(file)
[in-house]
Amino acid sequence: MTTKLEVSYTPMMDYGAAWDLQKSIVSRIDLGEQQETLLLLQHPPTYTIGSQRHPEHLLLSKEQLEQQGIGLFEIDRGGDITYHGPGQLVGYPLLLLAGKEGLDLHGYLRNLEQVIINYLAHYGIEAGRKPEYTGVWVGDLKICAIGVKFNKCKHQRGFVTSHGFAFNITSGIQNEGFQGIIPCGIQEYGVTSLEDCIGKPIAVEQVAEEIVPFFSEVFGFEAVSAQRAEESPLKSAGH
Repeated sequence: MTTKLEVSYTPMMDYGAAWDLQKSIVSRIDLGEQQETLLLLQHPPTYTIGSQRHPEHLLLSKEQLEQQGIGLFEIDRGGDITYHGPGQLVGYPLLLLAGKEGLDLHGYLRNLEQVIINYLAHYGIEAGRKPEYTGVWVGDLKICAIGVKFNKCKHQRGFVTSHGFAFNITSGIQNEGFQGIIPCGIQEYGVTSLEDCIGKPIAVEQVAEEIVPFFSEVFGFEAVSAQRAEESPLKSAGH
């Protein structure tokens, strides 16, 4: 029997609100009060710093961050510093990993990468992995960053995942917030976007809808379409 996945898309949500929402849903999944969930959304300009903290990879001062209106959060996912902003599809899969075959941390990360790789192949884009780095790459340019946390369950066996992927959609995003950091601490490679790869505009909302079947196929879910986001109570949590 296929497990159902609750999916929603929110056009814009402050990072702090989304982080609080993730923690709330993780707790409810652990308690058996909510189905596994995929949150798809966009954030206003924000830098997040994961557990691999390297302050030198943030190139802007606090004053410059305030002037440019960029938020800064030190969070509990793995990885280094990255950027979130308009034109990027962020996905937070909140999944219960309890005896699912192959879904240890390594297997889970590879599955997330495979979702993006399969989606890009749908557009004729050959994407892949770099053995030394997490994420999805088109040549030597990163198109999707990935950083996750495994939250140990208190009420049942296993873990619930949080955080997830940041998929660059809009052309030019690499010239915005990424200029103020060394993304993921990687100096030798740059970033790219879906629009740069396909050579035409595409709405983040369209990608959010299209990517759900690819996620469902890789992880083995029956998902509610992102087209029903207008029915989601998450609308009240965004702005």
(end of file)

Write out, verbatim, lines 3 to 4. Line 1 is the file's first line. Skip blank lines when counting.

Repeated sequence: MTTKLEVSYTPMMDYGAAWDLQKSIVSRIDLGEQQETLLLLQHPPTYTIGSQRHPEHLLLSKEQLEQQGIGLFEIDRGGDITYHGPGQLVGYPLLLLAGKEGLDLHGYLRNLEQVIINYLAHYGIEAGRKPEYTGVWVGDLKICAIGVKFNKCKHQRGFVTSHGFAFNITSGIQNEGFQGIIPCGIQEYGVTSLEDCIGKPIAVEQVAEEIVPFFSEVFGFEAVSAQRAEESPLKSAGH
């Protein structure tokens, strides 16, 4: 029997609100009060710093961050510093990993990468992995960053995942917030976007809808379409 996945898309949500929402849903999944969930959304300009903290990879001062209106959060996912902003599809899969075959941390990360790789192949884009780095790459340019946390369950066996992927959609995003950091601490490679790869505009909302079947196929879910986001109570949590 296929497990159902609750999916929603929110056009814009402050990072702090989304982080609080993730923690709330993780707790409810652990308690058996909510189905596994995929949150798809966009954030206003924000830098997040994961557990691999390297302050030198943030190139802007606090004053410059305030002037440019960029938020800064030190969070509990793995990885280094990255950027979130308009034109990027962020996905937070909140999944219960309890005896699912192959879904240890390594297997889970590879599955997330495979979702993006399969989606890009749908557009004729050959994407892949770099053995030394997490994420999805088109040549030597990163198109999707990935950083996750495994939250140990208190009420049942296993873990619930949080955080997830940041998929660059809009052309030019690499010239915005990424200029103020060394993304993921990687100096030798740059970033790219879906629009740069396909050579035409595409709405983040369209990608959010299209990517759900690819996620469902890789992880083995029956998902509610992102087209029903207008029915989601998450609308009240965004702005």